Macquarie Island lies in the sub-Antarctic region, about 935 miles southeast of Hobart, Tasmania. It’s the home to rare seabirds, like the wandering albatross, and elephant seals that depend on this small strip of oceanic crust for their survival.
Over the years, introduction of non-native plants and animals threatened the existence of these creatures. Rabbits, introduced in the 1880s as food for people living there, were particularly damaging to the delicate ecosystem, destroying nesting sites for endangered birds.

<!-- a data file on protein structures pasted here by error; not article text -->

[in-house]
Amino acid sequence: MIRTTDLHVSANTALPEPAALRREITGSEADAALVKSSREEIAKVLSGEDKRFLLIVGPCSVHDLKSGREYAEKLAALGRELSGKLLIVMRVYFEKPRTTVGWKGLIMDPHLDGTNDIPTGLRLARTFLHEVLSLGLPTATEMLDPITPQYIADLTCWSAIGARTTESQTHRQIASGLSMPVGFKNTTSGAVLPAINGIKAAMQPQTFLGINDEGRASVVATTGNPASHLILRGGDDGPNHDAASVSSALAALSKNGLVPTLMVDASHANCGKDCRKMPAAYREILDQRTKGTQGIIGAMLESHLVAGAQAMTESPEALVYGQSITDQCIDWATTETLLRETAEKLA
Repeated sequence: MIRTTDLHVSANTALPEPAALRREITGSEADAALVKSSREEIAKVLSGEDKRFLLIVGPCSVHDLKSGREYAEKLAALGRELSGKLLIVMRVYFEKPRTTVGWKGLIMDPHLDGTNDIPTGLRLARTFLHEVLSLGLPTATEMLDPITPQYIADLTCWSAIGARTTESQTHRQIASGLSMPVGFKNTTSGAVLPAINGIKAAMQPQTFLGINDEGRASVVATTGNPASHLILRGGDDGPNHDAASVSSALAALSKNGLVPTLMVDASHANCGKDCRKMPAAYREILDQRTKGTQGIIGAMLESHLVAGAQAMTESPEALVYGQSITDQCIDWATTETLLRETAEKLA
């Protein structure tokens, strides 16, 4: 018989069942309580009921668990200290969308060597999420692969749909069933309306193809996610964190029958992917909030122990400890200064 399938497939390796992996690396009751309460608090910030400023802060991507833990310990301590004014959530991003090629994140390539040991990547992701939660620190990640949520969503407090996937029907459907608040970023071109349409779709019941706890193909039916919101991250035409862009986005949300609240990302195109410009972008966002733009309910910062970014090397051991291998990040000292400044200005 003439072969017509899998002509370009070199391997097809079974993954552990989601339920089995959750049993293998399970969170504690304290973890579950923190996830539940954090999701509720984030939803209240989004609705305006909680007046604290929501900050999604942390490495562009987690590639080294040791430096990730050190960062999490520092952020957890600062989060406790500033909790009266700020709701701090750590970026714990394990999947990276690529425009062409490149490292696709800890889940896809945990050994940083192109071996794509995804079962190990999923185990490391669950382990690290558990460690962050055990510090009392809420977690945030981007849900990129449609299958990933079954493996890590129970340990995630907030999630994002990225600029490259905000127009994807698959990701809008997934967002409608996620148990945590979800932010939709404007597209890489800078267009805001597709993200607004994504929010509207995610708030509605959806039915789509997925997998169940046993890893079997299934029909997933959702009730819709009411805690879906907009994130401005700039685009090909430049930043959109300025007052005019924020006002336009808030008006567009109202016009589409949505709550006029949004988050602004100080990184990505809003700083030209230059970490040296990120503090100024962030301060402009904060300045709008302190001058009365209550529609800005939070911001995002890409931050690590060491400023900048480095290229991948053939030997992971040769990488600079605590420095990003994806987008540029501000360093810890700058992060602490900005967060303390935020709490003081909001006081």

That’s when the Tasmanian Parks & Wildlife Service called in the dogs, 11 of them, mostly Springer Spaniels and Labrador Retrievers, who specialize in sniffing out rabbits and rodents. The dogs helped clear these feral, invasive species from the island in about year. Now they are being honored with a series of stamps—The Dogs That Saved Macquarie Island— from the Australian Postal Corporation.
“Macquarie Island would not have its rabbit- and rodent-free status without these dogs,” handler Nancy Williams told Australian Broadcasting Corporation news. “To see them on the stamps I think it’s a lovely and worthy tribute.”